All of the endoluminal devices that have launched since 2000 for the treatment of GERD were approved for commercial use through the FDA’s 510(k) preapproval process, which classifies medical devices as Class II or of moderate risk to patients. (A Class III product, such as the Linx surgical procedure, is considered “high risk” and must go through a different and stricter premarket approval [PMA] process). Under the 510(k) pathway, a manufacturer must prove that its device is “safe and effective,” by determining that it is “substantially equivalent” to a similar or “predicate” device previously approved by the FDA, and which is supported by the manufacturer’s clinical research. For example, in its application to the FDA for approval of its SRS Endoscopic Stapling System, the manufacturer, Medigus, cited the NDO Plicator and EsophyX (EndoGastric Solutions) as predicate devices because they used similar mechanisms of action to perform a partial fundoplication.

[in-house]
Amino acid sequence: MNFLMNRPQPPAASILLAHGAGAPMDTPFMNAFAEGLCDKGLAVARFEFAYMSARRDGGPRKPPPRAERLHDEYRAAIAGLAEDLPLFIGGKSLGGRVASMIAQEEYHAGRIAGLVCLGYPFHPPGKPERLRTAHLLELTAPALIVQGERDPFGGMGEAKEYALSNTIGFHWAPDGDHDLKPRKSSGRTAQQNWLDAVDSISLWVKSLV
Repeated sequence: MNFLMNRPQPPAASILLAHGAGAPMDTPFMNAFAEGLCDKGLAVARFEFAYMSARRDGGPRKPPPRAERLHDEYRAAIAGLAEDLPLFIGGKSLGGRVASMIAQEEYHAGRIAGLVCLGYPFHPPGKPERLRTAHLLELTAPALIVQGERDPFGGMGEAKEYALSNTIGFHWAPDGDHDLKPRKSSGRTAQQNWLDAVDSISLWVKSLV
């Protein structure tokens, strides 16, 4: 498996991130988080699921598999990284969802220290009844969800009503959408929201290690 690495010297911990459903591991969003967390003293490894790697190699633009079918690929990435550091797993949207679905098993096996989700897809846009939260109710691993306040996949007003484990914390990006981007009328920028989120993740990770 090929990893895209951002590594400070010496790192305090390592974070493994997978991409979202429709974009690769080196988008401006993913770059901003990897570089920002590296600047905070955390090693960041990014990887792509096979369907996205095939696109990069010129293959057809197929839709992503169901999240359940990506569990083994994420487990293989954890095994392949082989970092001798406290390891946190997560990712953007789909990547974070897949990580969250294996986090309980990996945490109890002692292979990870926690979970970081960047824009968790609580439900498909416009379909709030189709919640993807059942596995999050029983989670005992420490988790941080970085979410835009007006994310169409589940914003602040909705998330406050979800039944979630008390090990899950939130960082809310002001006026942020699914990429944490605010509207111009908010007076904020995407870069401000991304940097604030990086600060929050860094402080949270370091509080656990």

Chris Rowland, CEO of Medigus, agreed that the FDA approval process is quite strict but in his opinion, it is necessary. “The FDA is doing its job … there are thresholds in place and the FDA holds companies accountable; [the FDA’s] first [responsibility] is patient safety,” he said.
But the FDA’s reach does not stop with granting PMA: It also has the authority to make postmarketing demands such as device registration, mandatory reporting of AEs, and stipulating certain standards in the manufacturing process. Device manufacturers must consistently be vigilant to ensure that they adhere to these regulations.